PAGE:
This weekend, many of us will follow around the little ones as they scurry around the house stockpiling hidden chocolate Easter eggs, aww’ing and ahh’ing when really all we want is to do is switch places with the lucky little so-and-so's.
Equally satisfying is the TV show “Easter egg” hunt.
Originally a gaming phenomenon, an Easter egg hunt is where fans scour their favourite shows for intentionally hidden bits of info, secret jokes or sometimes even mind-blowing revelations.
Here are a few of them...
1. Community summons Beetlejuice
It’s not a fact, but if the Community set is any indication then I’m fairly sure baby Dan Harmon refused to go anywhere near a breast during feeding time, and instead sucked on the household’s television screen.
As the creator of Community, Harmon skillfully and regularly regurgitates most of what was ingested, both overtly, subtly and then also in the deep, deep background. Google “Community Easter Eggs” and you’ll find enough to feed an entire nation.
Harmon is so into layers of textuality that sometimes, you need to piece together few-second clips from three separate episodes to find the egg, which is what the man did with Beetlejuice.
For the 8-year-old readers amongst you, Michael Keaton (you know – Birdman) played the titular character in Tim Burton’s classic Beetlejuice (1988) – an unkempt, uncouth, sadistic jester of a ghost. When Geena Davis, Alec Baldwin and my then-future-wife Winona Ryder learn that speaking aloud the name “Beetlejuice” three times will summon the ghost, nobody expected him to actually appear.
Some crazy fan noticed that over three episodes, a character had said “Beetlejuice”, and another crazy fan put those moments together.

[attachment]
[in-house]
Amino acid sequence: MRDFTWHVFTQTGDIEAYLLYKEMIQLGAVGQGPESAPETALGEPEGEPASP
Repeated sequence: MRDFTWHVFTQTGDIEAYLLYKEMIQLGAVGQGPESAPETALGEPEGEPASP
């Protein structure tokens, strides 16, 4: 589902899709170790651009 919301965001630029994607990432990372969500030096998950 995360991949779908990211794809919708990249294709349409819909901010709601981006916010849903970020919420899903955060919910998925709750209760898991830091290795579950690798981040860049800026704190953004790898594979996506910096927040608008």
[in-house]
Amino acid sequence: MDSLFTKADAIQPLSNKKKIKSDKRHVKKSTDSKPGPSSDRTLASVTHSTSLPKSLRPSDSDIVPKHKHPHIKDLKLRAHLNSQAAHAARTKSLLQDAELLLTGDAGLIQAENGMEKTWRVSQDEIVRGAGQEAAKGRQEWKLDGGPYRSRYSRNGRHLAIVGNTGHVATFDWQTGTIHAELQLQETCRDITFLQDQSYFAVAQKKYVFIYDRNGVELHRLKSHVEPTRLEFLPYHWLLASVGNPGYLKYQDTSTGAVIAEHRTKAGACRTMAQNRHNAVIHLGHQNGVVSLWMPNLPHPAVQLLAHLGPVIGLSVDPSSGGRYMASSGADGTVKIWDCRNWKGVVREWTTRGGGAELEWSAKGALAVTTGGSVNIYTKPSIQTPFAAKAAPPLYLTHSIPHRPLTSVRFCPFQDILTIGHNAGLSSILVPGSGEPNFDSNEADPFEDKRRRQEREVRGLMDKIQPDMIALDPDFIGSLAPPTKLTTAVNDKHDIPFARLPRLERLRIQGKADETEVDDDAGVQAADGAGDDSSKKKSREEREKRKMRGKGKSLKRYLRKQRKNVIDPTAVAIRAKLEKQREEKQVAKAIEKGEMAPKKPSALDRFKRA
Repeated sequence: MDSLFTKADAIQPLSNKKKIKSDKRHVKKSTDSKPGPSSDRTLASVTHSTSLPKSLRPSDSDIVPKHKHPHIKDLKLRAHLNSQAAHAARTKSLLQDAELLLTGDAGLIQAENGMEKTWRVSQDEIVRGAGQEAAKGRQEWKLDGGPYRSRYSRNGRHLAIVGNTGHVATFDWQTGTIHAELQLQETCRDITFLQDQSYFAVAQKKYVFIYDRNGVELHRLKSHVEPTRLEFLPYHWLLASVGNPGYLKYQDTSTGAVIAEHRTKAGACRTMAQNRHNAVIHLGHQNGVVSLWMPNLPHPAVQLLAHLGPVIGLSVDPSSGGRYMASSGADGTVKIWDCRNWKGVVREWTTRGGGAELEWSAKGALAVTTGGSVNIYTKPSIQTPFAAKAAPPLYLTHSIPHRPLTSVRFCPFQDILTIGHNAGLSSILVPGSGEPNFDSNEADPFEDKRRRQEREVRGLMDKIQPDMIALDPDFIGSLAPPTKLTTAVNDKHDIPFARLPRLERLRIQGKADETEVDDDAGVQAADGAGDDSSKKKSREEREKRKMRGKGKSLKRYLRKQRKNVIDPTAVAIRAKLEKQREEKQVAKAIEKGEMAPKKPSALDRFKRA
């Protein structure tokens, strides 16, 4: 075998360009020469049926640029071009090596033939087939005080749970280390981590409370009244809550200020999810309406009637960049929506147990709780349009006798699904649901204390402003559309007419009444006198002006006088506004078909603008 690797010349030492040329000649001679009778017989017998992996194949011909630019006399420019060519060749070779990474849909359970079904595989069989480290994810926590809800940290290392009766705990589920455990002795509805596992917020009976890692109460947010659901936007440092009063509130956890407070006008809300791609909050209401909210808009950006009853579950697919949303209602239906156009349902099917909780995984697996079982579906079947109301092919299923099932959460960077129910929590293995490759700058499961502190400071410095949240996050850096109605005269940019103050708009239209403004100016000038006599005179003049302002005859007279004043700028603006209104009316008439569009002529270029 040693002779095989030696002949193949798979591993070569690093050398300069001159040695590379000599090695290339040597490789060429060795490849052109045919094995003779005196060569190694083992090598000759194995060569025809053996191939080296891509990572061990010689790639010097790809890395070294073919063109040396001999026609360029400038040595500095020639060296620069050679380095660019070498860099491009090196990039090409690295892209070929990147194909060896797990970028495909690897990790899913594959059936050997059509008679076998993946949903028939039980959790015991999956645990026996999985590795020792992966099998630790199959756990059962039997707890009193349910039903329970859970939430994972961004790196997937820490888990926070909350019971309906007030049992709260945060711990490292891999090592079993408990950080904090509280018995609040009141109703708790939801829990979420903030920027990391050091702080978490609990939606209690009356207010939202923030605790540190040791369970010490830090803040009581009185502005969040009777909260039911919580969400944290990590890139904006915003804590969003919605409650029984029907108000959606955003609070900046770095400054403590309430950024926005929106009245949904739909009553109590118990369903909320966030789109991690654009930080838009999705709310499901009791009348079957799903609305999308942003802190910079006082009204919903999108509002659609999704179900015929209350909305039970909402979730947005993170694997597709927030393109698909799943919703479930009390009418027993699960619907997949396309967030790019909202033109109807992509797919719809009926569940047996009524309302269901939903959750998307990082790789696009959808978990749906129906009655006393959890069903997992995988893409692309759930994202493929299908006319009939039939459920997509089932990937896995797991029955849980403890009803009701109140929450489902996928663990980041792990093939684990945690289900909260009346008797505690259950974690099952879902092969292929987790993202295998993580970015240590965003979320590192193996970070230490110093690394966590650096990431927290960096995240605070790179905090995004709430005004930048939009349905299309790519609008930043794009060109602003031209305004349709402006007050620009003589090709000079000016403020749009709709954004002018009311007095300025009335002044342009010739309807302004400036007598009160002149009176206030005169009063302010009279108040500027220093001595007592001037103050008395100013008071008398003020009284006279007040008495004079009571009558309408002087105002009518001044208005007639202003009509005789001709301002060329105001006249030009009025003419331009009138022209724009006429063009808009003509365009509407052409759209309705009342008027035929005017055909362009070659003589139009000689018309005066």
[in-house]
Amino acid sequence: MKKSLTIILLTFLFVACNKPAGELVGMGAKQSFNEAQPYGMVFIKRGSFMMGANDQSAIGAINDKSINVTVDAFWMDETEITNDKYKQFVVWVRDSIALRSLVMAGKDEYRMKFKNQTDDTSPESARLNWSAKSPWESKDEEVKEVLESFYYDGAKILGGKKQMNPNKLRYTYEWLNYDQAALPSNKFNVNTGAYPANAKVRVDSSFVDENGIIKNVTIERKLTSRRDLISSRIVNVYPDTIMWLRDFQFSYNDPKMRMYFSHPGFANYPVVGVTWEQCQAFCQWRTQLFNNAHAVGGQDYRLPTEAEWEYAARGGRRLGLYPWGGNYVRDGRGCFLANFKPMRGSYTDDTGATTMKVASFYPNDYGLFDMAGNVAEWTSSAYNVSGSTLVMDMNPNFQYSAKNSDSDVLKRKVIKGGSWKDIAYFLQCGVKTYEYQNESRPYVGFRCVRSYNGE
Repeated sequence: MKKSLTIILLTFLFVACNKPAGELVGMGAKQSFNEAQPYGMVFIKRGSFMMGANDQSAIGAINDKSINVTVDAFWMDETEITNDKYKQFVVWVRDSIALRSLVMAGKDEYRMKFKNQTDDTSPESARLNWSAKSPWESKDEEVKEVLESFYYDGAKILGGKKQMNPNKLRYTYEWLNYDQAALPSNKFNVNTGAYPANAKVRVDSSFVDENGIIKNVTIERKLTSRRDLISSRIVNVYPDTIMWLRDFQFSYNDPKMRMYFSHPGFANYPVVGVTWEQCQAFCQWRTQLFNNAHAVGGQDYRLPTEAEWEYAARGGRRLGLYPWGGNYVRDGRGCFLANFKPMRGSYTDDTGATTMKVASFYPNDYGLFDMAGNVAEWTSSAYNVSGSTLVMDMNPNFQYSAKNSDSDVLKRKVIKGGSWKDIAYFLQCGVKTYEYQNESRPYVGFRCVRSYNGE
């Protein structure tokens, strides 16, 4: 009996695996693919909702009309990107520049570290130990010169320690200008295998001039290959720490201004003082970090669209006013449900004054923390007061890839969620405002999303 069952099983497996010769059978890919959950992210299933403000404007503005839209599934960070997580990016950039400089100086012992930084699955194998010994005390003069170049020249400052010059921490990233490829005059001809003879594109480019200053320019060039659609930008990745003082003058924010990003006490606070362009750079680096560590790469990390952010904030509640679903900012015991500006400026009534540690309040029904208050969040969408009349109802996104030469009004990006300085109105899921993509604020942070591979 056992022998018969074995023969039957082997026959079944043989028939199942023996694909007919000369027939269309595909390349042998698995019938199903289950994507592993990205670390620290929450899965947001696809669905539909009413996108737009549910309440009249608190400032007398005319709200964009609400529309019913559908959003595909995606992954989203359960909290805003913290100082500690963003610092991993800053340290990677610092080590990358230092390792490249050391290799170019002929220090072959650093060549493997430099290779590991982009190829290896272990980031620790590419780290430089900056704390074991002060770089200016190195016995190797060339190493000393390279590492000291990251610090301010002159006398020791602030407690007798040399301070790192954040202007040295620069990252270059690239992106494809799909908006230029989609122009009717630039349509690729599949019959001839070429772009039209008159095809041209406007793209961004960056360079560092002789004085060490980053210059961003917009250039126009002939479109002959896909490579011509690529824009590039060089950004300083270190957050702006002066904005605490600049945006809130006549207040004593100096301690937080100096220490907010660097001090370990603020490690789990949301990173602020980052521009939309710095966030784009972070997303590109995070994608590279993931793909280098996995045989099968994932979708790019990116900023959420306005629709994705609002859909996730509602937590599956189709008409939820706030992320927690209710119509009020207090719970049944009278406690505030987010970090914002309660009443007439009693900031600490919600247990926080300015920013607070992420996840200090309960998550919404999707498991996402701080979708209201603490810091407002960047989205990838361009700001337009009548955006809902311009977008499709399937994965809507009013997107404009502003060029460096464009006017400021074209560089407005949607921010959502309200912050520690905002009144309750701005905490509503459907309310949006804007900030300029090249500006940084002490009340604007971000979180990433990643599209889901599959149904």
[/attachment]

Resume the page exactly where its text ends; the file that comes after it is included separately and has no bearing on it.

Keep your eye on the background the moment after the third “Beetlejuice”.
2. Vikings invokes the poetry of T.S. Eliot
Vikings is that show where every man is the shirtless owner of a lifetime of pure machismo, and many of them fight each other, which is heaps, heaps hot.
For such a distracting show, it must be hard to locate a single Easter egg, let alone enter a hunt for eggs, plural, but a few viewers have noticed a few Thomas Stearns Eliot quotes popping up between the heaving chests and timeless hairstyles.
In episode ten of last season, King Echbert recites a few lines of Eliot's poem “Burnt Norton” from his work Four Quarters, at the unforgiving sky:
“Time present and time past
Are both perhaps present in time future,
And time future contained in time past.
If all time is eternally present
All time is unredeemable…”
And in another scene, Helga remarks to Floki:
“After such knowledge, what forgiveness?”
That's a line from the poem "Gerontion".
Want to embark on an Easter egg hunt of your own? Try to find all of Hirst's references to The Beatles throughout the series (he says they're everywhere).
3. Hand references on Arrested Development
Arrested Development was a dream for wordsmiths, puzzle players, lateral thinkers, and those blessed with the power of recall. From Tobias’ poor word choice and relationship with the colour blue, to “No Touching” and G.O.B’s “Come on!”, to the sign attached to any vehicle conducting surveillance…
But nothing compares to the dedicated milking of Buster losing his hand - an event in the plot that has an entire world of Easter eggs hidden both before and after it.